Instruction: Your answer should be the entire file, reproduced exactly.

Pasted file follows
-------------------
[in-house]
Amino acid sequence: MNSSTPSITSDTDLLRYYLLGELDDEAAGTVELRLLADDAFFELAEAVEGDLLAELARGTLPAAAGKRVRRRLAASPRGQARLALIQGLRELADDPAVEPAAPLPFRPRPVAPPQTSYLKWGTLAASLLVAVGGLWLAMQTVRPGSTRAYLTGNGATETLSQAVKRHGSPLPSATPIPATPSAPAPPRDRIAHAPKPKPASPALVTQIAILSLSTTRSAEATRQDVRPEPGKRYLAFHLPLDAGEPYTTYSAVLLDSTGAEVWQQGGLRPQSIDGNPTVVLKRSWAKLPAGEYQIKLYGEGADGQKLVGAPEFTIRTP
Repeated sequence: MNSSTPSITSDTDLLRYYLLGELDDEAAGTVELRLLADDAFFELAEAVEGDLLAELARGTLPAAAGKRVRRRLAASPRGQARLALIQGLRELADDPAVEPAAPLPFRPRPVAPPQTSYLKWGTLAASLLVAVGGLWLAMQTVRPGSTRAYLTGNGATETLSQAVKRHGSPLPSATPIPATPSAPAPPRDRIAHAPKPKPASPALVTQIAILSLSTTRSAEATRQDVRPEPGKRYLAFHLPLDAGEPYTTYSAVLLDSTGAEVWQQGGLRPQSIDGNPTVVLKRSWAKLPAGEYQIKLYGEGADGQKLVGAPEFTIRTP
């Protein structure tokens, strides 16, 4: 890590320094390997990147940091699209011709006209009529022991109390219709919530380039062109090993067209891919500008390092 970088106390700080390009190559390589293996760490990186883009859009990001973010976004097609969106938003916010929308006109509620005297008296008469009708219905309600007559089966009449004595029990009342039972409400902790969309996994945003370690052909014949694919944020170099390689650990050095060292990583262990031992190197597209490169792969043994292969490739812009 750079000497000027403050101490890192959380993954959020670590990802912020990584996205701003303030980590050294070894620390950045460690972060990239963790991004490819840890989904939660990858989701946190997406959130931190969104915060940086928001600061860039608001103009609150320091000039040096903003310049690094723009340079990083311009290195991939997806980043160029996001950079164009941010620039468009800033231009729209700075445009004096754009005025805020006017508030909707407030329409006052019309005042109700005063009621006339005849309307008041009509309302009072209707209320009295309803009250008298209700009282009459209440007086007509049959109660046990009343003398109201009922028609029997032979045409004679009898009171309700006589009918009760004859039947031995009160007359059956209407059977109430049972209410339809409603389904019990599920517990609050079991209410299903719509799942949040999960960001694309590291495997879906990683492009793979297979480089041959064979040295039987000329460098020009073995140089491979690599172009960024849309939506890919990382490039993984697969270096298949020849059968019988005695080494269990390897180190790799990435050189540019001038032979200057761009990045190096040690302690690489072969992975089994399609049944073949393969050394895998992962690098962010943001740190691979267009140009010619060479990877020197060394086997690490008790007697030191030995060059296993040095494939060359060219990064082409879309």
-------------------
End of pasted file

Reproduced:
[in-house]
Amino acid sequence: MNSSTPSITSDTDLLRYYLLGELDDEAAGTVELRLLADDAFFELAEAVEGDLLAELARGTLPAAAGKRVRRRLAASPRGQARLALIQGLRELADDPAVEPAAPLPFRPRPVAPPQTSYLKWGTLAASLLVAVGGLWLAMQTVRPGSTRAYLTGNGATETLSQAVKRHGSPLPSATPIPATPSAPAPPRDRIAHAPKPKPASPALVTQIAILSLSTTRSAEATRQDVRPEPGKRYLAFHLPLDAGEPYTTYSAVLLDSTGAEVWQQGGLRPQSIDGNPTVVLKRSWAKLPAGEYQIKLYGEGADGQKLVGAPEFTIRTP
Repeated sequence: MNSSTPSITSDTDLLRYYLLGELDDEAAGTVELRLLADDAFFELAEAVEGDLLAELARGTLPAAAGKRVRRRLAASPRGQARLALIQGLRELADDPAVEPAAPLPFRPRPVAPPQTSYLKWGTLAASLLVAVGGLWLAMQTVRPGSTRAYLTGNGATETLSQAVKRHGSPLPSATPIPATPSAPAPPRDRIAHAPKPKPASPALVTQIAILSLSTTRSAEATRQDVRPEPGKRYLAFHLPLDAGEPYTTYSAVLLDSTGAEVWQQGGLRPQSIDGNPTVVLKRSWAKLPAGEYQIKLYGEGADGQKLVGAPEFTIRTP
């Protein structure tokens, strides 16, 4: 890590320094390997990147940091699209011709006209009529022991109390219709919530380039062109090993067209891919500008390092 970088106390700080390009190559390589293996760490990186883009859009990001973010976004097609969106938003916010929308006109509620005297008296008469009708219905309600007559089966009449004595029990009342039972409400902790969309996994945003370690052909014949694919944020170099390689650990050095060292990583262990031992190197597209490169792969043994292969490739812009 750079000497000027403050101490890192959380993954959020670590990802912020990584996205701003303030980590050294070894620390950045460690972060990239963790991004490819840890989904939660990858989701946190997406959130931190969104915060940086928001600061860039608001103009609150320091000039040096903003310049690094723009340079990083311009290195991939997806980043160029996001950079164009941010620039468009800033231009729209700075445009004096754009005025805020006017508030909707407030329409006052019309005042109700005063009621006339005849309307008041009509309302009072209707209320009295309803009250008298209700009282009459209440007086007509049959109660046990009343003398109201009922028609029997032979045409004679009898009171309700006589009918009760004859039947031995009160007359059956209407059977109430049972209410339809409603389904019990599920517990609050079991209410299903719509799942949040999960960001694309590291495997879906990683492009793979297979480089041959064979040295039987000329460098020009073995140089491979690599172009960024849309939506890919990382490039993984697969270096298949020849059968019988005695080494269990390897180190790799990435050189540019001038032979200057761009990045190096040690302690690489072969992975089994399609049944073949393969050394895998992962690098962010943001740190691979267009140009010619060479990877020197060394086997690490008790007697030191030995060059296993040095494939060359060219990064082409879309």